Call to speak to a Licensed Insurance Agent


Mon - Fri 8am – 8pm EST; Sat - Sun 10am - 6pm EST

does medicare cover orthotics

Does Medicare Cover Shoe Inserts?

If you’re experiencing foot pain, one common treatment option is shoe inserts.

Shoe inserts, also known as orthotics, are usually prescribed by podiatrists to help relieve foot pain. Below, we look at what they cost, alternative options (plus what they cost) and answer the question “does Medicare cover shoe inserts?”

Does Medicare Cover Shoe Inserts?

The answer to this question depends on why you need the shoe inserts. Medicare will pay for shoe inserts for those with diabetes and sever diabetic foot disease. If you need them for another reason, unfortunately, you are out of luck.

If you do need them due to diabetes, then Medicare Part B will pay for a pair of custom-molded shoes and inserts as well as a pair of extra-depth shoes.

In addition to that, Medicare covers 2 extra pairs of inserts for your custom-molded shoes each calendar year. It will also cover 3 pairs of inserts for extra-depth shoes each calendar year.

Also, Medicare does cover modifications to shoes instead of inserts.

As is the case with Medicare coverage, you will only be covered for shoe inserts if your doctor/supplier is enrolled in Medicare. If not, your claim will be denied.

So make sure you are getting your shoe inserts from medical providers/suppliers who are part of Medicare BEFORE you make your purchase. You don’t want to be stuck paying for shoe inserts if they are not!

Because they are covered by Medicare Part B, Medicare will pay for 80% of the cost of shoe inserts. You will be responsible for the remaining 20% as well as your deductible.

What Do Shoe Inserts Cost?

Custom shoe inserts can be pricey. You can figure on them costing from $200 all the way up to $1,000. Private insurance often does not cover the cost of shoe inserts. If they are covered by insurance, figure somewhere between 10% – 50% of the cost will be covered.

How Much Do Orthotic Insoles Usually Cost?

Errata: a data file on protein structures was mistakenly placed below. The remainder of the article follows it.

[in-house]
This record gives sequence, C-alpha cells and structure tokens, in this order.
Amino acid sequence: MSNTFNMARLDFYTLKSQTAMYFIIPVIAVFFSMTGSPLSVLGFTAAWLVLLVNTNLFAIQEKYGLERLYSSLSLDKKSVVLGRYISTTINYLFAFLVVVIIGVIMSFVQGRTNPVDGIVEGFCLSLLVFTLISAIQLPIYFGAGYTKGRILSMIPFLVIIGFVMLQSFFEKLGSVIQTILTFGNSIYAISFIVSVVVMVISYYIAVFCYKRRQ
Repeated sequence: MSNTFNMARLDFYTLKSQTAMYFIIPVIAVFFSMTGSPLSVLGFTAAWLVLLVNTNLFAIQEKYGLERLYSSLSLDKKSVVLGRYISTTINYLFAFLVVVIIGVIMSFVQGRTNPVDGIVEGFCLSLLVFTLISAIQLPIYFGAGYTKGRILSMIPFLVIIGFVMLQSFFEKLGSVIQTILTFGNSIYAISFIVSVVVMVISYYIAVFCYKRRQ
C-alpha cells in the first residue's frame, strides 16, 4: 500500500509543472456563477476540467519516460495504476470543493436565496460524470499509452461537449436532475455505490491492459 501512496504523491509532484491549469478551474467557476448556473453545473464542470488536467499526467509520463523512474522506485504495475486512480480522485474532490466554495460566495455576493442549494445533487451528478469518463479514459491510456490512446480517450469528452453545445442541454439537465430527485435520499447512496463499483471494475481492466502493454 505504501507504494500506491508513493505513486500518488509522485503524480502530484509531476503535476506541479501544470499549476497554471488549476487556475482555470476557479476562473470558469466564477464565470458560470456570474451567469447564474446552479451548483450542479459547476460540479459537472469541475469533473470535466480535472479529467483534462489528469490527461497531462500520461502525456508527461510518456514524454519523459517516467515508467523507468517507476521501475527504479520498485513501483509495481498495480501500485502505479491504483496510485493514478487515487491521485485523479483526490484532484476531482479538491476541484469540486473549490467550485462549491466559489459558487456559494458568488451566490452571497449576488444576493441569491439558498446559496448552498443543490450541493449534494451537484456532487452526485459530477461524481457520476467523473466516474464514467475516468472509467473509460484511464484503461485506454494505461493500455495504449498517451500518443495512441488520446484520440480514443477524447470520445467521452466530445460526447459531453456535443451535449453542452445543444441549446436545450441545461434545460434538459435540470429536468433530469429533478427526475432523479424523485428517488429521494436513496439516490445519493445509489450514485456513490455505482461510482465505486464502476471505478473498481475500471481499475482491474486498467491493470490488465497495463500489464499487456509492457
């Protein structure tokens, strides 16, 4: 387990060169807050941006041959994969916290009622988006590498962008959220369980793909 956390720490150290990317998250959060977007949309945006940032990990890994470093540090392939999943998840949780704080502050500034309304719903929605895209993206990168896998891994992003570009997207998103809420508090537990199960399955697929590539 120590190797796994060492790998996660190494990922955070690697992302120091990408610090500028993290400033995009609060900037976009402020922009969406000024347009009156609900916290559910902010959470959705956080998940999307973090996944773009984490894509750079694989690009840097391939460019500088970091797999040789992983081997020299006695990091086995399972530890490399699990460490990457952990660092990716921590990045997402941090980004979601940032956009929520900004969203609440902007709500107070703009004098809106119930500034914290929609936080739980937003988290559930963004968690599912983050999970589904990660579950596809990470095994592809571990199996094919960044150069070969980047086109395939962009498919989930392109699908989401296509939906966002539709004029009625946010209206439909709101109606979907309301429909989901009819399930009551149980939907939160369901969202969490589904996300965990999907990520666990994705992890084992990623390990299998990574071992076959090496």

There are alternatives to custom shoe inserts. Many stores sell pre-made orthotic insoles that can provide support and, in some situations, pain relief.

The cost of an orthotic insole depends on what material is used to make them and the quality of the product itself. Usually, the cheaper the insoles are, the lower the quality is. It may be tempting to purchase more affordable quality insoles because of their low prices. But you must know, lower quality insoles are more likely to wear out quickly and will not last for long. So you may end up paying more in the long run.

One type of orthotic insole is gel insoles. These are low-cost insoles and can cost between $10-20 per pair. A well-known brand that offers gel insoles is Dr. Scholls. Gel insoles are affordable and comfortable to your feet but will only last long for a few weeks.

On the other hand, Foam insoles have a wide variety of prices, depending on the quality. Many foam insoles can last longer than gel insoles and cost between $25-$55 as they have different attributes. Some are made of memory foam, while others are equipped with a thin base beneath the foam, providing more stability.

As usual, the higher the cost, the better the quality. However, foam insoles will not last long in everyday use and may only last up to six weeks.

Semi-rigid orthotic insoles are more durable and pricey compared to their gel and foam counterparts. A pair of semi-rigid insoles can cost between $50-$100 and are made out of firmer material, which can last for a few months. Some semi-rigid orthotics also include foam top, adding more comfortability, firmer arch support, and stability to relieve chronic foot pain.

Note: Medicare coverage changes all the time. Always be sure to double check with your health care provider and/or Medicare insurance provider about what is and isn’t covered by your plan.

Additional Info on Medicare Coverage

This article is part of our series on “What does Medicare cover?”

Also, you can check out other articles in this series including: Does Medicare cover stair lifts?

Avatar photo